Tips for Caregivers
Most people may become caregivers at some point in their lives, according to the Family Caregiving Alliance. This may mean helping a family member or friend with tasks such as taking him or her to medical appointments, doing grocery shopping, looking after legal and financial matters, and assisting with daily medications.
Caregiving can be overwhelming at times, especially if you’re new to it. The ideas below can help you prepare for the challenges to come.
1. Taking care of you. As a new caregiver, you may at times forget about your own health and well-being when you’re looking after someone else. That is why it’s important to make time for yourself when you can. For example, getting regular physical activity can help you feel better and boost your energy levels. Try including activities such as walking, cycling, or gardening in your routine. It’s important to eat regular, nutritious meals as well, and to get your scheduled medical checkups. All of these things can help you stay healthier and more energized, which can help you do your best as a caregiver.
2. Looking after everyday needs. Every caregiving situation is different, and circumstances can change over time. So it helps to understand what the person in your care may need help with from day to day, including:
Health care: medication management, appointments with health care professionals
Emotional care: companionship, conversation, encouragement
Household care: cooking, cleaning, laundry
Personal care: bathing, eating, dressing
Everyday care: running errands, balancing the checkbook
3. Creating a care plan. Once you know the needs of the person in your care and can prioritize them, you can create a written care plan. This plan will help you look after the person in your care—and yourself. Keep in mind that your care plan always will be a work in progress, as needs and priorities change over time. When creating your care plan, consider:
Making a list of things you have time for and are able to do for the person in your care
Writing down what you’ll need help with—either now or in the near future. Think about who can help you look after the person in your care (for example, family, friends, neighbors).
Creating a schedule for the tasks included in your care plan.
4. Setting up a safe environment. Home safety becomes especially important if the person in your care is elderly or has physical limitations. For example, grab bars or nonslip rugs help if the person in your care is unsteady while walking or standing. You can find these everyday safety items—and tips for installing them—at many department stores, drugstores, hardware stores, or home-improvement centers. For more home safety tips not covered in this article, check with Safe Kids Worldwide at safekids.org.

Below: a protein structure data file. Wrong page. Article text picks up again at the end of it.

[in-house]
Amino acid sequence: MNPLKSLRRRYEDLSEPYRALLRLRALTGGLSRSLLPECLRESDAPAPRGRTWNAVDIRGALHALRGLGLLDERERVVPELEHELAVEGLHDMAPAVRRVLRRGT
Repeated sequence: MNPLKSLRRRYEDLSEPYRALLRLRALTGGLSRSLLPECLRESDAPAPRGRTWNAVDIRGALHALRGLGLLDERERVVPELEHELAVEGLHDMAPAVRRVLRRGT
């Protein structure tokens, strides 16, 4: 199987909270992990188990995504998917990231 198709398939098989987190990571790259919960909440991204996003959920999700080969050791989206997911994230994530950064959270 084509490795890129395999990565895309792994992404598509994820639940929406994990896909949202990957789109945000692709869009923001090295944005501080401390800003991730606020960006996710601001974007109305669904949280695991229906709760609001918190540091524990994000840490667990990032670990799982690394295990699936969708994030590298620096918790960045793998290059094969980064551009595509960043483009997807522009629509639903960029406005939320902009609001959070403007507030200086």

Other safety-related matters to consider:
Checking that household lighting is adequate, to decrease the risk of falls or other accidents.
Checking for hazards such as poisons and medicines, as well as dangerous household products, knives, and razors. Be sure these items are disposed of properly or stored away safely.
Lowering the water heater temperature if necessary to avoid burns. Check the water temperature at all water taps to be sure it’s not scalding. You also can install spouts or showerheads that automatically shut off water flow if it’s too hot.
Removing items that could cause falls, such as throw rugs, hoses, tools, and electrical cords, and putting them in a safe place.
Keeping emergency phone numbers handy.
5. Managing finances. Most people tend to keep their finances private, but the person in your care may need help with paying the bills, balancing the checkbook, investing, or other financial matters. Assisting with these things can be a sensitive matter, so you might start by sitting down with the person in your care to discuss how you can help.
6. Reviewing legal papers. As with finances, helping out with legal documents can be a delicate but important matter to discuss. These legal documents help ensure that the wishes and decisions of the person in your care are carried out. Some of these documents, such as a living will or a power of attorney, will allow you or someone else to act on behalf of the person in your care.
7. Connecting with others. Sometimes, it’s helpful to talk with people who are facing the same challenges. Joining a support group can help you stay positive and informed. You can share your experiences and advice with other caregivers. Some groups meet in person, and others, online. To find a support group near you, try the Help Finder tool.
There may be challenging times ahead, but MerckEngage is here to support you. It provides tips and articles on reducing stress, increasing activity, eating for good health, and other important topics to help new caregivers in caring for someone they love.